The number of hours the patient receives noninvasive mechanical ventilation (e.g., CPAP and BiPAP) not delivered via an endotracheal tube or tracheostomy. See Coding Clinic, Fourth Quarter 2008, p. 187.
The number of hours the patient receives manual ventilation, such as when an emergency medical technician performs manual bagging while the patient is in the ER. Ventilation time starts when the patient is placed on a mechanical ventilator. See Coding Clinic, Second Quarter 2003, p. 17.
The number of hours spent weaning the patient off the mechanical ventilator. See Coding Clinic, 4th Quarter 2014. After the mechanical ventilator is turned off, it is inappropriate to continue to count ventilation hours, even though the patient is continually being evaluated.
CDI specialists need to be aware of the expectations and limitations of what coders can and cannot use and help to obtain clarity for such situations when warranted.



See also video ICD-10 Coding Clinic Update: Complex Issues with Multiple Examples
https://www.libmaneducation.com/icd-10-coding-clinic-update-complex-issues-multiple-examples/

Mechanical Ventilation Coding Clinic Q4 2014
The ICD-10-PCS provides three codes to describe the duration patients are on mechanical (respiratory) ventilation as follows:

5A1935Z Respiratory Ventilation, Less than 24 Consecutive Hours
5A1945Z Respiratory Ventilation, 24-96 Consecutive Hours
5A1955Z Respiratory Ventilation, Greater than 96 Consecutive Hours

Question: A patient, who has suffered acute respiratory failure (ARF), is admitted to long term care hospital (LTCH) for ventilator weaning. One day one ... One day five, the ventilator was turned off and the patient was extubated.
According to clinical protocol at our facility, a patient is not "officially" weaned until he has been totally off of the ventilator for 72 hours. Until the patient successfully completes the weaning trial period, he is continually evaluated.
Can we count the additional 72 hours as vent time, since evaluation and monitoring is part of the weaning process?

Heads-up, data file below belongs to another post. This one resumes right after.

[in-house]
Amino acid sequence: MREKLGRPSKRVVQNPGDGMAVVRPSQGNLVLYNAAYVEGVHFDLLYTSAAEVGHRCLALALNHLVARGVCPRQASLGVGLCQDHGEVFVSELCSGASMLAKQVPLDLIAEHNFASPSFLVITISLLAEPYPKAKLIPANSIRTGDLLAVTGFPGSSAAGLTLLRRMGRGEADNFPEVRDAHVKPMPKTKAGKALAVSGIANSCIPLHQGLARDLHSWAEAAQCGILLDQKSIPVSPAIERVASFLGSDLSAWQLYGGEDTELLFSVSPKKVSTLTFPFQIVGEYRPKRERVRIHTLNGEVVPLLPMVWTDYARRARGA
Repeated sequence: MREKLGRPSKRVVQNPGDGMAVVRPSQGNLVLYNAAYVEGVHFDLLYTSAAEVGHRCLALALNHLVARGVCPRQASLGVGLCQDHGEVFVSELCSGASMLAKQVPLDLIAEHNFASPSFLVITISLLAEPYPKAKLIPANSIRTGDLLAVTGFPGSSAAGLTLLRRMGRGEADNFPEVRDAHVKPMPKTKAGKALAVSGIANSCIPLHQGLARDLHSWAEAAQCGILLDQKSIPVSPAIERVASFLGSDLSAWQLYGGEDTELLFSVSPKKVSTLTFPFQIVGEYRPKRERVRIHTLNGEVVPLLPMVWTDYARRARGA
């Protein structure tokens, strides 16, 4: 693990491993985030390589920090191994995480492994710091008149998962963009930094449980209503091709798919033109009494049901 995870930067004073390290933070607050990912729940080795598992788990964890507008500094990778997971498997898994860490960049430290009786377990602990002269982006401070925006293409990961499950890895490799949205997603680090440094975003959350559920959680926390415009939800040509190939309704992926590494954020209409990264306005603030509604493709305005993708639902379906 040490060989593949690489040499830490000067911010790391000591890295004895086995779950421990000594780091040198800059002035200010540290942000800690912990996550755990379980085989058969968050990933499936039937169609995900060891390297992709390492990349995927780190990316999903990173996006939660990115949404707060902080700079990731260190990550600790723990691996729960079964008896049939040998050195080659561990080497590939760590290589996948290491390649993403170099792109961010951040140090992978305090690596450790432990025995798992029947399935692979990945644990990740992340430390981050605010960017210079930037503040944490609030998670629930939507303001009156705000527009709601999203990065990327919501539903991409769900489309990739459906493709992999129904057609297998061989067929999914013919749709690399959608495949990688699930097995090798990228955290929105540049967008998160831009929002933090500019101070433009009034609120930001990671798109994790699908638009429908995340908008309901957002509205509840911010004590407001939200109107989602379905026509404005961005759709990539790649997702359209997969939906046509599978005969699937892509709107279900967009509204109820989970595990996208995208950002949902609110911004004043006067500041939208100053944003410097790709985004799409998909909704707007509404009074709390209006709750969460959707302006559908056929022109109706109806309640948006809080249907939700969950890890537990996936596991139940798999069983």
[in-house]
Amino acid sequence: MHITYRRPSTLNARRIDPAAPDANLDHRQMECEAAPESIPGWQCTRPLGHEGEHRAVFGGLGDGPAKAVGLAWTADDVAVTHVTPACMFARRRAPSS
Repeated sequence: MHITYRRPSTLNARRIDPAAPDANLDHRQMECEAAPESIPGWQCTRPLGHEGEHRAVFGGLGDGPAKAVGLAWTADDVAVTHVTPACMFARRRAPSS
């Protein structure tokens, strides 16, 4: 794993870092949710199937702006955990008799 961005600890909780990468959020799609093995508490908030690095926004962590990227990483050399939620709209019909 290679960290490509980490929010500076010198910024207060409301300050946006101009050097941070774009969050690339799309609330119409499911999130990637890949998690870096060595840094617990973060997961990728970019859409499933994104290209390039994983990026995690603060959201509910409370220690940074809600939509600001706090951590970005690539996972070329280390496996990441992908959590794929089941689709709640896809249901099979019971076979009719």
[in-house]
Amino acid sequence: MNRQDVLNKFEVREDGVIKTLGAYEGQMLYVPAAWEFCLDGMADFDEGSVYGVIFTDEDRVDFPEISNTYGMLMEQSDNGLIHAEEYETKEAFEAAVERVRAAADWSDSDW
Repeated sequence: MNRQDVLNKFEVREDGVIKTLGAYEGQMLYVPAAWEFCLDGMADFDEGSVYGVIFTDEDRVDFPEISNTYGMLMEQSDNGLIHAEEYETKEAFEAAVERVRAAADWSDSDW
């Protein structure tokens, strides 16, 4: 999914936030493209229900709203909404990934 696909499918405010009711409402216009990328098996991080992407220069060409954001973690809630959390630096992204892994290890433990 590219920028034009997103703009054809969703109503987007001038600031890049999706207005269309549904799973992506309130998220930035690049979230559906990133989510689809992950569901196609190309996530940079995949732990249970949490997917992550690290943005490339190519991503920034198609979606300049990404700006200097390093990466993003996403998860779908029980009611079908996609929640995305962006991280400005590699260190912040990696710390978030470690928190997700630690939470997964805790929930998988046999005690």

Answer:
Assign ICD-10-PCS code 5A1955Z (Respiratory Ventilation, Greater than 96 Consecutive Hours), since the ventilator was turned off on day five.

After the mechanical ventilator is turned off, it is inappropriate to continue to count ventilation hours, even though the patient is continually being evaluated.

The additional 72 hours that the patient is evaluated is not included in the ventilation time.
 

rbandaru

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As per guideline coder need to consider the ventilation time from the ventilator started in ED.
5A1935Z Respiratory Ventilation, Less than 24 Consecutive Hours
5A1945Z Respiratory Ventilation, 24-96 Consecutive Hours
5A1955Z Respiratory Ventilation, Greater than 96 Consecutive Hour

Regards
Dr.Ramnath Bandaru, CCS, CPC
American Medical Services LLC
http://amshealth.com/
Twitter: @HospitalCoders
 
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cmontyrn

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In answer to your question " how often can we report code 5A1955Z during hospital stay?"

I found relevant information in the 2016 ICD-10-CM and PCS Coding Handbook by Nelly Leon-Chisen :
from this source it states that if it is greater than 96 hours and removed without reinsertion, you code it once without consideration of time over 96 hour mark.*

If more than one incident of mechanical ventilation, you code each one for the representative length of time. The subsequent one(s) would have to be after periods of time when provider saw improvement enough to feel patient would be stable without it, but then deteriorated after being extubated for an extended period of time.*

As per guideline coder need to consider the*ventilation*time from the ventilator started in ED.
5A1935Z Respiratory*Ventilation, Less than 24 Consecutive Hours
5A1945Z Respiratory*Ventilation, 24-96 Consecutive Hours
5A1955Z Respiratory*Ventilation, Greater than 96 Consecutive Hour.